Although the exact theory of operation of such a spiral antenna is not universally established at the present time, a possible explanation is that the spiral antenna behaves as if it were a two wire transmission line which gradually by virtue of its spiral geometry transforms itself into a radiating structure or antenna. Ordinarily a two wire transmission line wherein the wire spacing is a small fraction of a wavelength yields a negligible amount of radiation when excited at its terminals. This is due to the fact that the currents in the two wires of the line at any normal cross-section are out of phase so that the radiation from one line is essentially cancelled by the radiation from the other. In such an antenna as that shown in FIG. 1, if the spacing between adjacent wires is substantially smaller than the radius of the outer turn of the spiral, the diiference in length between the two conductors from the origin to a point in the outermost circle is approximately equal to half the circumference of the spiral. With anti-phase excitation of the spiral antenna conductors at the center, the phasing gradually changes along the length of the two conductors proceeding outwardly so that when the radius of the outer conductor is )x/Z'n' the currents in the two conductors are precisely in phase and radiation is at a maximum. Such a spiral antenna when excited at higher frequencies where in the outer conductor radius is greater than \/2-nwould achieve such an in-phase condition at a smaller radius than the periphery so that portions of the conductors located at the smaller radius produce maximum radiation. Such an antenna thus is characterized by wide band operation with respect to frequency because selected portions thereof become effective at diiferent portions of the frequency band.

The spiral antenna basically provides circularly polarized radiation. With a uniformly constructed antenna of the configuration of FIG. 1, there is circular symmetry of the radiation polarization about the spiral axis. Such symmetry allows rotation of the spiral antenna about its axis normal to the plane of the spiral producing a change in the phase of the radiated field everywhere in space without producing variations in the amplitude of the signal in the far field. In such rotation, one degree of mechanical rotation of the spiral antenna about an axis normal to the plane of the drawing of FIG. 1 produces a change of phase in the far field of one electrical degree.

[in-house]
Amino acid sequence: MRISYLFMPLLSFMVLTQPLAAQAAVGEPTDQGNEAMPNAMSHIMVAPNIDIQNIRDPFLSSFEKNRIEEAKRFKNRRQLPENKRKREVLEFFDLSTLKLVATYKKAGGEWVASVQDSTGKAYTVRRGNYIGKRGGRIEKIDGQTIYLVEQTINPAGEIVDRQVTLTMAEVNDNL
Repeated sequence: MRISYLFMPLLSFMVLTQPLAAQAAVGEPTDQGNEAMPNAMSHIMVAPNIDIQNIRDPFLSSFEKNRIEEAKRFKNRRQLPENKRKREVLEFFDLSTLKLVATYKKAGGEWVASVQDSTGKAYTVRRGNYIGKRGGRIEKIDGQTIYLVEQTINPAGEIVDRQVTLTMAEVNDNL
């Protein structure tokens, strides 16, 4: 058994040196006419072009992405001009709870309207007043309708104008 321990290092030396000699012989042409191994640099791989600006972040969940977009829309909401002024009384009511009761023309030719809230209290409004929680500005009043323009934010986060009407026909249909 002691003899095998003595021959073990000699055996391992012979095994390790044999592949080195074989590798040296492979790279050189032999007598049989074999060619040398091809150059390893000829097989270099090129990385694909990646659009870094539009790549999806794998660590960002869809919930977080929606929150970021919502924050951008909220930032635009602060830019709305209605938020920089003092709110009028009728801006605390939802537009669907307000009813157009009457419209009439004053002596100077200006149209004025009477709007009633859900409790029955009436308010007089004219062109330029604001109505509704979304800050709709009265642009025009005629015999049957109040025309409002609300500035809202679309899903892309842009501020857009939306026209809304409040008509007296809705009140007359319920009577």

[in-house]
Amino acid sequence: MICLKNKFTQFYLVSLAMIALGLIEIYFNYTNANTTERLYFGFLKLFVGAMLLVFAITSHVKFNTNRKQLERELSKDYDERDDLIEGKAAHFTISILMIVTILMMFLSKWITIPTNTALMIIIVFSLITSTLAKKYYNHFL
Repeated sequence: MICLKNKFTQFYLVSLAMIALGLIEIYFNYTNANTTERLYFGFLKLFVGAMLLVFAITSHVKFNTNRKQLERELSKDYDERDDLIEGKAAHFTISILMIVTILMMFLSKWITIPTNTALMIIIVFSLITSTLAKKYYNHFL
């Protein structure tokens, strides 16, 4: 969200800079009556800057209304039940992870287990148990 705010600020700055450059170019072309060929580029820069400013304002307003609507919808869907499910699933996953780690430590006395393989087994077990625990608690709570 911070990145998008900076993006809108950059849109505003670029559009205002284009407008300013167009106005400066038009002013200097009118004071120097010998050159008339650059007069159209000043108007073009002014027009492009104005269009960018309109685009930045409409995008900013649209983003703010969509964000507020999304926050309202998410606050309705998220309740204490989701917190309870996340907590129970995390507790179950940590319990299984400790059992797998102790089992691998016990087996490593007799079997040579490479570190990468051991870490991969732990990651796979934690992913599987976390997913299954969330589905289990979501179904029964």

FIG. 2 shows a basic parasitic array embodying the principles of the present invention in which two spiral antenna elements 10 and 11 are placed in front of a refiector '12. Each of the spiral antenna elements 10 and 11 is similar to the basic spiral indicated in FIG. 1, that is, each has two conductors arranged in a spiral outward from a central starting point to a large radius. In each antenna the two conductors are relatively insulated from each other and are held in position by some suitable means, as an example in certain instances it may be desirable to employ a structure formed by printed circuit techniques namely that wherein the two conductors are disposed on a suitable backing member of insulating material. Typically the first spiral antenna element '10 is connected to an electrical lead such as a coaxial cable at its center point. This coaxial cable may be typically surficiently rigid to provide suport for the spiral antenna element 10 in front of the reflector 12. Additionally the co axial cable 13 may contain an extension portion 14 for supporting the second spiral antenna element 11in proximity to the first element 10. The coaxial cable 13 is connected by suitable lead-in to a radio energy operative device 15 which may typically be a transmitter or a re ceiver or both connected to utilize energy intercepted by the antenna array or to radiate energy to a distant receiver. The spiral antenna 10 radiates essentially only in a forward direction by virtue of its location in front of the reflector 12. The spiral antenna element 11 is excited totally by energy coupled to it from the first spiral antenna element 10, there being no direct feed. Thus the sec-nd spiral is parasitically driven by the first. In this arrangement, it is important that the side of the parasitic spiral antenna element 11 which faces the driven antenna element .10 have the same configuration sense as the side of the driven spiral antenna element which faces element 11. Accordingly, in this arrangement the forward radiating face of the parasitic spiral has a configuration sense which is opposite to that of the forward face of the driven spiral antenna element 10. This arrangement of faces insures that energy can be coupled to the parasitic spiral antenna element 11. The field resulting from this configuration will be a union of the driven field of element 10 with the field from the parasite antenna element 11 and since both of these fields are circularly polarized but of opposite sense, the composite or sum field will in general be basically elliptically polarized, depending upon the amount of energy that is coupled to the parasitic spiral antenna element and reradiated. The amount of energy coupled from the driven spiral antenna element 10 to the parasitic spiral antenna element 11 is essentially a function of the spacing between the two spirals. In prac tice a variation in this coupling can be achieved as facilitated by a slip joint device 14a which produces far field polarization ranging from very near linear (-for 50% coupling) to circular (no coupling between spiral elements).